Ann’s Amazing Adventure – a Doll Story

Ann’s Amazing Adventure is about a beloved doll who was lost, the adventures she had, and how she was found again.

“The story is told from the doll’s perspective and is based on the true story of a doll Brancaccio’s daughter lost when she was young, which the author and her husband found 23 years later at an antique show.”

This is a must-read for those who have lost a doll in the past or for the little girl who has just lost her doll. Read the full review by Bob Etier on Technorati here. If you go to Ann’s website you’ll find even more goodies, such as a free printable paper doll and coloring pages.

New American Girl Doll has movie rumors

McKenna, the new 2012 American Girl Doll is a gymnast and already has rumors of a movie to be released this year. True to American Girl fashion, McKenna has a tragedy to work through and finds the strength in herself to overcome her difficulties. There are a couple of books, an activity book, and styling cards for McKenna’s hairstyles with each outfit. This is a must have addition to the American Girl collector in your life!

This book review, on Desert News, is by Kate De Groote and is about the two books featuring McKenna: Aptly called McKenna, and McKenna, Ready to Fly. Kate is 10 years old and run her very own blog, SuperKidsReviews with her younger sister, Ellie. Both books are written by Mary Casanova and is written in a way that is easy for children to relate.

This book is good for those who needs advice on how to get through hard things.

What are you thoughts on this year’s American Girl doll? Does McKenna find a special place in your collection?

Let Your Doll Take You To Paris!

Ready for some adventure? To see the world from a doll’s eye view in vivid color? What could be more charming that seeing the City of Lights in the company of your rag doll?

Yesterday, Pamela Paul reviewed two books about Paris for the New York Times, the second of them, Kiki & Coco in Paris is an over-sized photo book with lively images of all things Parisian. So what is it about this book that will attract the interest of your child or of a doll-lover in your life?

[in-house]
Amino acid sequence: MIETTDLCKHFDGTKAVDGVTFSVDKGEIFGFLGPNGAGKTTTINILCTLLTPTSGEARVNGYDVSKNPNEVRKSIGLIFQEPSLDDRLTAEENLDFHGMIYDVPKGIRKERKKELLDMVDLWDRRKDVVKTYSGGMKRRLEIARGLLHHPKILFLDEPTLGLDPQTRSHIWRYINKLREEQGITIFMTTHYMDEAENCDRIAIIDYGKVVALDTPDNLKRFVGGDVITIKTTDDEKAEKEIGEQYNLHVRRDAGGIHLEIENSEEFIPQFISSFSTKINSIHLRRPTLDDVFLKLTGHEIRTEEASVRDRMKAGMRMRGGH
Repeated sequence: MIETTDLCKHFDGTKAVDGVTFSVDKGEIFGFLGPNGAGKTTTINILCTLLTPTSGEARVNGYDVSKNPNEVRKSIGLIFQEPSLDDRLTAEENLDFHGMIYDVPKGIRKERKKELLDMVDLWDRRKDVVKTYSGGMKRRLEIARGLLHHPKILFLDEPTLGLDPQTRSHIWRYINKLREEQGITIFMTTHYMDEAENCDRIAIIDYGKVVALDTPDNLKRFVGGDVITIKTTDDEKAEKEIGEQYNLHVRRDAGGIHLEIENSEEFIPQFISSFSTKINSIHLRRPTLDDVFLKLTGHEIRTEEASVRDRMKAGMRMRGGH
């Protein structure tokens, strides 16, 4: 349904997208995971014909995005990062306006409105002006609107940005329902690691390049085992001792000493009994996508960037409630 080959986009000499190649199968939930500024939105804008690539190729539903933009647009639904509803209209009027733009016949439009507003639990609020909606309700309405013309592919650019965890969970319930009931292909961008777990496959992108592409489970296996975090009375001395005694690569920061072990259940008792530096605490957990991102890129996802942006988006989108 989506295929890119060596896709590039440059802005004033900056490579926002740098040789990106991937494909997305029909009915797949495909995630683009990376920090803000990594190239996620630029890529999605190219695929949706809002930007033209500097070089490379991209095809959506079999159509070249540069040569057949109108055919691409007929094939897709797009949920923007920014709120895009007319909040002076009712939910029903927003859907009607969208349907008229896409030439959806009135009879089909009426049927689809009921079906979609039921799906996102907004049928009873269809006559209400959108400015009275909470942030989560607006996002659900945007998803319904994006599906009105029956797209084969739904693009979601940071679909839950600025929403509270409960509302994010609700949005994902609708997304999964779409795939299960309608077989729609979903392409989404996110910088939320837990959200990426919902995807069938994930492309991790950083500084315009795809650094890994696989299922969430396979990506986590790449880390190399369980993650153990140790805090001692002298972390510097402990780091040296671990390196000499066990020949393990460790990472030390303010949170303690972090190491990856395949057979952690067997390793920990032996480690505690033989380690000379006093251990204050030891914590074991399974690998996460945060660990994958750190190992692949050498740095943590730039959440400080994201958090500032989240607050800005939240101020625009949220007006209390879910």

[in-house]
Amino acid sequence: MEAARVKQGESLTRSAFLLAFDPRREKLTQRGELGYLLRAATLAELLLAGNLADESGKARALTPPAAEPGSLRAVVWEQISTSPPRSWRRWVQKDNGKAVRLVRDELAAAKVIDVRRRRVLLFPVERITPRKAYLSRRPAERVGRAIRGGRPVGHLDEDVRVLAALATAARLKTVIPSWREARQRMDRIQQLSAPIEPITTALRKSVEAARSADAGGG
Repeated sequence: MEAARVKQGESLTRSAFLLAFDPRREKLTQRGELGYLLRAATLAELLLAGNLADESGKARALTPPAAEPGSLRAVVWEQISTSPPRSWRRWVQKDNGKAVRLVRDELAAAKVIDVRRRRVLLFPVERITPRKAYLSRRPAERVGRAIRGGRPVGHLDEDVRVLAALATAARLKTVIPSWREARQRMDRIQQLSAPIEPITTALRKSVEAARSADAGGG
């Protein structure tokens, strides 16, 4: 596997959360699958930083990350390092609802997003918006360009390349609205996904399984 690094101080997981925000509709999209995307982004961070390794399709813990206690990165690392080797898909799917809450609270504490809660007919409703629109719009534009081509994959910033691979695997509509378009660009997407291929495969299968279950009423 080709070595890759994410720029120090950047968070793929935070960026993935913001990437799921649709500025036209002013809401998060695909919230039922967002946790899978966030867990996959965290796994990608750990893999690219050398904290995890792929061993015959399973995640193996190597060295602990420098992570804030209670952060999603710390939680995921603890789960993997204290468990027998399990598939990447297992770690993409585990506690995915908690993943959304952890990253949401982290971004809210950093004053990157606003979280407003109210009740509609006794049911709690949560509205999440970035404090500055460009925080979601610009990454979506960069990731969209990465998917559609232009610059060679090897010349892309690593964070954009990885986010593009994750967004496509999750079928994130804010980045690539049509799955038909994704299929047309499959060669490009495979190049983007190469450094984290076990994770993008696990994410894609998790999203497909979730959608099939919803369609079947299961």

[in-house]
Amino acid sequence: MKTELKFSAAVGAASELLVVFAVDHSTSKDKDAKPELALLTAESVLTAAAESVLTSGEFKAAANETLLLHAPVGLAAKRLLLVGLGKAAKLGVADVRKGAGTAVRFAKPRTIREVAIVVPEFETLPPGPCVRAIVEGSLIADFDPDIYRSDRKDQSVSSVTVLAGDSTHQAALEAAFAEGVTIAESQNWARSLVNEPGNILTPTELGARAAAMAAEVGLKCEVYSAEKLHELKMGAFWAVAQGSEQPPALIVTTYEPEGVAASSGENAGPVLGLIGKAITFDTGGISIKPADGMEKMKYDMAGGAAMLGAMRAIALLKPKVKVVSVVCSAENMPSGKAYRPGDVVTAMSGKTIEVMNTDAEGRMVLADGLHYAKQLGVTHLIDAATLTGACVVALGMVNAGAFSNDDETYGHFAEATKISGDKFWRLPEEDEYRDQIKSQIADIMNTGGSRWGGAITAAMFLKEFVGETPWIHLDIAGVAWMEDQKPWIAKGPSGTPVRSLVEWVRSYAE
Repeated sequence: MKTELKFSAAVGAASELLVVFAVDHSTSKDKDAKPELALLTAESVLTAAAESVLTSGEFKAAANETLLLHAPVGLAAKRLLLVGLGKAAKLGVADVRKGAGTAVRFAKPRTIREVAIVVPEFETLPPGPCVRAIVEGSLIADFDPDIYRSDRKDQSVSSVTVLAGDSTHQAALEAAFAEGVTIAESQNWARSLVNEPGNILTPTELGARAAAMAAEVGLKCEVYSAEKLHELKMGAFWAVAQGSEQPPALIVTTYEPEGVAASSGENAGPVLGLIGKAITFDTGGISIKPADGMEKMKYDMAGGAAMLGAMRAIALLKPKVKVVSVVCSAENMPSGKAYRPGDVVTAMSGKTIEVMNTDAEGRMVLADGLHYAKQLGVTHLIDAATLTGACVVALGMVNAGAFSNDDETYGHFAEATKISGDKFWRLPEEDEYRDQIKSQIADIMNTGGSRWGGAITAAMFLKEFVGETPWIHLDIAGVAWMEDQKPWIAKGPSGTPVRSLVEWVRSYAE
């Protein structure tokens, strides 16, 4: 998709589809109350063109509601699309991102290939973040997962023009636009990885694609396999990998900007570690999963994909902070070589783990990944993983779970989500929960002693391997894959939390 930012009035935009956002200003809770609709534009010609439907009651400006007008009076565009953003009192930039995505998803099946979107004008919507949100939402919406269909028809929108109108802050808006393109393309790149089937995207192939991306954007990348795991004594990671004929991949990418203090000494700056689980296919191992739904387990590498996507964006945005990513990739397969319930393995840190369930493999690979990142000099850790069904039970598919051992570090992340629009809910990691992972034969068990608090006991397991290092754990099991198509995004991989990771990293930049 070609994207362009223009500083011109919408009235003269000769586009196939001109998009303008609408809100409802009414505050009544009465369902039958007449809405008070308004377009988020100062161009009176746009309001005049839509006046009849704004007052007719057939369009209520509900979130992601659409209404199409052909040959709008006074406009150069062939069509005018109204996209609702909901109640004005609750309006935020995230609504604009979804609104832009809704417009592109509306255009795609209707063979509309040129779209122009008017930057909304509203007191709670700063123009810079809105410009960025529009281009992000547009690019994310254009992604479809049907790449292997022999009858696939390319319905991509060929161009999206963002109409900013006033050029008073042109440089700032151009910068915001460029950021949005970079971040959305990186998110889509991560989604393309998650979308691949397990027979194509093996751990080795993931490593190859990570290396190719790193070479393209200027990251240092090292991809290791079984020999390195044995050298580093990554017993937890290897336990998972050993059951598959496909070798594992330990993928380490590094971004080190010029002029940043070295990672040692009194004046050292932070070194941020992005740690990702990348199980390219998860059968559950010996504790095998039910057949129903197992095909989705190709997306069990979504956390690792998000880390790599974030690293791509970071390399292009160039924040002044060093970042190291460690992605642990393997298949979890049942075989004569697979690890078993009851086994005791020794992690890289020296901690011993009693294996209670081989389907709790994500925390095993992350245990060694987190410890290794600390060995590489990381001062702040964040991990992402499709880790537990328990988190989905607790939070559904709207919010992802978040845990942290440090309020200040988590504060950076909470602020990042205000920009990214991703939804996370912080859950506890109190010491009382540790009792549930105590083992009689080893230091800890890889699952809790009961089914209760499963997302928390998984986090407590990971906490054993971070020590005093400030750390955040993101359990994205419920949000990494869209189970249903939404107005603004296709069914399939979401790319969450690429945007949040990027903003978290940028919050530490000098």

Well, for starters, Kiki goes to Paris – with her doll, Coco. Coco, who is telling the story, is accidentally left behind in a cafe. Will she be reunited with Kiki? What will she see in Paris?

The story is told from Coco’s perspective, and trains its lens on her (with clear reference to “The Red Balloon”) as it recounts the trauma of her being accidentally left behind one day in a Parisian cafe. But not before she gets to explore the city in the company of her beloved owner – the Métro, the museums, the monuments. “Never apart from her girl, Coco is the luckiest doll in the world.”

Any Fancy Nancy-loving 5-year-old girl will likewise feel pretty lucky in the company of this book. The photographs are beautifully evocative of precisely the Paris a young girl would want to discover, from carousel to Eiffel Tower. Kiki’s doll is appropriately chic (her maker, Jess Brown, has designed an exclusive line of dolls for Bottega Veneta). And the story is simple and straightforward, with just the right detail attuned to a child’s priorities.

Another fascinating aspect of this storybook is that Coco is a handmade rag doll made by Jess Brown (as you read above). The little girl in the photos is the photographer’s daughter. This 48-page book is well suited for young readers, but the fascinating photographs around Paris will inspire anyone to want to travel – and since you are here for the dolls, seeing the rag doll out and about (much like the garden Gnomes that travel the world) will enthrall you as well. :)

Oh, and if you must, you can also get this book for your Kindle. You do have a Kindle, right?